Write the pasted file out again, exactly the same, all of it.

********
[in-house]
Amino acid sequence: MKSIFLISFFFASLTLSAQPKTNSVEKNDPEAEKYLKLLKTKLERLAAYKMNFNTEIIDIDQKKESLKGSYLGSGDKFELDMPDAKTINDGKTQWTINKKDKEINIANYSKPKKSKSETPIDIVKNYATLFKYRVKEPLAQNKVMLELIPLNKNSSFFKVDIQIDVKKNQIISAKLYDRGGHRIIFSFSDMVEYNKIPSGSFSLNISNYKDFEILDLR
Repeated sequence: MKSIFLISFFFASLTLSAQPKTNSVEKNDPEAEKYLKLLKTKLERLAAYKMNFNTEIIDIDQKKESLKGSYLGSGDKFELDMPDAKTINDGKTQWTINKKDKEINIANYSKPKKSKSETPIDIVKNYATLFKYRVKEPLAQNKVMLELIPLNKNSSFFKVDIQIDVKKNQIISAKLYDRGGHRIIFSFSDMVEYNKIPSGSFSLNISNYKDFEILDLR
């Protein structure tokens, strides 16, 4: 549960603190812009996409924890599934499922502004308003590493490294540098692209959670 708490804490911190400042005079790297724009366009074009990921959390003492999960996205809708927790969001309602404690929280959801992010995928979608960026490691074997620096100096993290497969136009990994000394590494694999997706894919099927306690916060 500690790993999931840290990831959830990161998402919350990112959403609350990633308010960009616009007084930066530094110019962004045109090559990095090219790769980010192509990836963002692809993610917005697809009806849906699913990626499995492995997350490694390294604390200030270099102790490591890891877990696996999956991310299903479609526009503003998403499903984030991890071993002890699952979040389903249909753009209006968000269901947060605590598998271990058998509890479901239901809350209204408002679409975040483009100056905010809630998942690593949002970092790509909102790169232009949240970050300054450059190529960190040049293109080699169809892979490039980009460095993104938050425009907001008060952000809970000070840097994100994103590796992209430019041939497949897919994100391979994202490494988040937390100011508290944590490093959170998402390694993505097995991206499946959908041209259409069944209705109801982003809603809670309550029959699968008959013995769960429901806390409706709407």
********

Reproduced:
[in-house]
Amino acid sequence: MKSIFLISFFFASLTLSAQPKTNSVEKNDPEAEKYLKLLKTKLERLAAYKMNFNTEIIDIDQKKESLKGSYLGSGDKFELDMPDAKTINDGKTQWTINKKDKEINIANYSKPKKSKSETPIDIVKNYATLFKYRVKEPLAQNKVMLELIPLNKNSSFFKVDIQIDVKKNQIISAKLYDRGGHRIIFSFSDMVEYNKIPSGSFSLNISNYKDFEILDLR
Repeated sequence: MKSIFLISFFFASLTLSAQPKTNSVEKNDPEAEKYLKLLKTKLERLAAYKMNFNTEIIDIDQKKESLKGSYLGSGDKFELDMPDAKTINDGKTQWTINKKDKEINIANYSKPKKSKSETPIDIVKNYATLFKYRVKEPLAQNKVMLELIPLNKNSSFFKVDIQIDVKKNQIISAKLYDRGGHRIIFSFSDMVEYNKIPSGSFSLNISNYKDFEILDLR
């Protein structure tokens, strides 16, 4: 549960603190812009996409924890599934499922502004308003590493490294540098692209959670 708490804490911190400042005079790297724009366009074009990921959390003492999960996205809708927790969001309602404690929280959801992010995928979608960026490691074997620096100096993290497969136009990994000394590494694999997706894919099927306690916060 500690790993999931840290990831959830990161998402919350990112959403609350990633308010960009616009007084930066530094110019962004045109090559990095090219790769980010192509990836963002692809993610917005697809009806849906699913990626499995492995997350490694390294604390200030270099102790490591890891877990696996999956991310299903479609526009503003998403499903984030991890071993002890699952979040389903249909753009209006968000269901947060605590598998271990058998509890479901239901809350209204408002679409975040483009100056905010809630998942690593949002970092790509909102790169232009949240970050300054450059190529960190040049293109080699169809892979490039980009460095993104938050425009907001008060952000809970000070840097994100994103590796992209430019041939497949897919994100391979994202490494988040937390100011508290944590490093959170998402390694993505097995991206499946959908041209259409069944209705109801982003809603809670309550029959699968008959013995769960429901806390409706709407």